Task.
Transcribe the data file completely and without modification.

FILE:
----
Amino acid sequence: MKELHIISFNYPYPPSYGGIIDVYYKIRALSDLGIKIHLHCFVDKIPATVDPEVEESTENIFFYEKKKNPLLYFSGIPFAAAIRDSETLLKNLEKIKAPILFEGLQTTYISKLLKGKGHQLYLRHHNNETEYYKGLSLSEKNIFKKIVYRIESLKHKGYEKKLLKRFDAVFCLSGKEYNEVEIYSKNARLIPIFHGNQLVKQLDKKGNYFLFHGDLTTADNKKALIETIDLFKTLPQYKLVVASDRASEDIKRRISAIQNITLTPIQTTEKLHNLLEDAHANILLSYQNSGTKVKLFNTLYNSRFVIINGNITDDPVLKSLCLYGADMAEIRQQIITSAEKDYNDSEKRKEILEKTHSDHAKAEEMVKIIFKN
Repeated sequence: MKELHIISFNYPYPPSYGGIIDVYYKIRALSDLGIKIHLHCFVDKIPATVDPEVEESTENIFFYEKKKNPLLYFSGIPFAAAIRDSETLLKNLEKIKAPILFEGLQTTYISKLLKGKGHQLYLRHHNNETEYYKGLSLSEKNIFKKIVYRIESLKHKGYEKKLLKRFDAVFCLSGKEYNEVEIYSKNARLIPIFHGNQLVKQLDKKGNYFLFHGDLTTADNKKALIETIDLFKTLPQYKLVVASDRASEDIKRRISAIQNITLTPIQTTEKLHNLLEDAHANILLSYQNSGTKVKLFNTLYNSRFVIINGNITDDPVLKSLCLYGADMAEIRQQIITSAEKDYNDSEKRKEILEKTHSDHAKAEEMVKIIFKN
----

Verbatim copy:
Amino acid sequence: MKELHIISFNYPYPPSYGGIIDVYYKIRALSDLGIKIHLHCFVDKIPATVDPEVEESTENIFFYEKKKNPLLYFSGIPFAAAIRDSETLLKNLEKIKAPILFEGLQTTYISKLLKGKGHQLYLRHHNNETEYYKGLSLSEKNIFKKIVYRIESLKHKGYEKKLLKRFDAVFCLSGKEYNEVEIYSKNARLIPIFHGNQLVKQLDKKGNYFLFHGDLTTADNKKALIETIDLFKTLPQYKLVVASDRASEDIKRRISAIQNITLTPIQTTEKLHNLLEDAHANILLSYQNSGTKVKLFNTLYNSRFVIINGNITDDPVLKSLCLYGADMAEIRQQIITSAEKDYNDSEKRKEILEKTHSDHAKAEEMVKIIFKN
Repeated sequence: MKELHIISFNYPYPPSYGGIIDVYYKIRALSDLGIKIHLHCFVDKIPATVDPEVEESTENIFFYEKKKNPLLYFSGIPFAAAIRDSETLLKNLEKIKAPILFEGLQTTYISKLLKGKGHQLYLRHHNNETEYYKGLSLSEKNIFKKIVYRIESLKHKGYEKKLLKRFDAVFCLSGKEYNEVEIYSKNARLIPIFHGNQLVKQLDKKGNYFLFHGDLTTADNKKALIETIDLFKTLPQYKLVVASDRASEDIKRRISAIQNITLTPIQTTEKLHNLLEDAHANILLSYQNSGTKVKLFNTLYNSRFVIINGNITDDPVLKSLCLYGADMAEIRQQIITSAEKDYNDSEKRKEILEKTHSDHAKAEEMVKIIFKN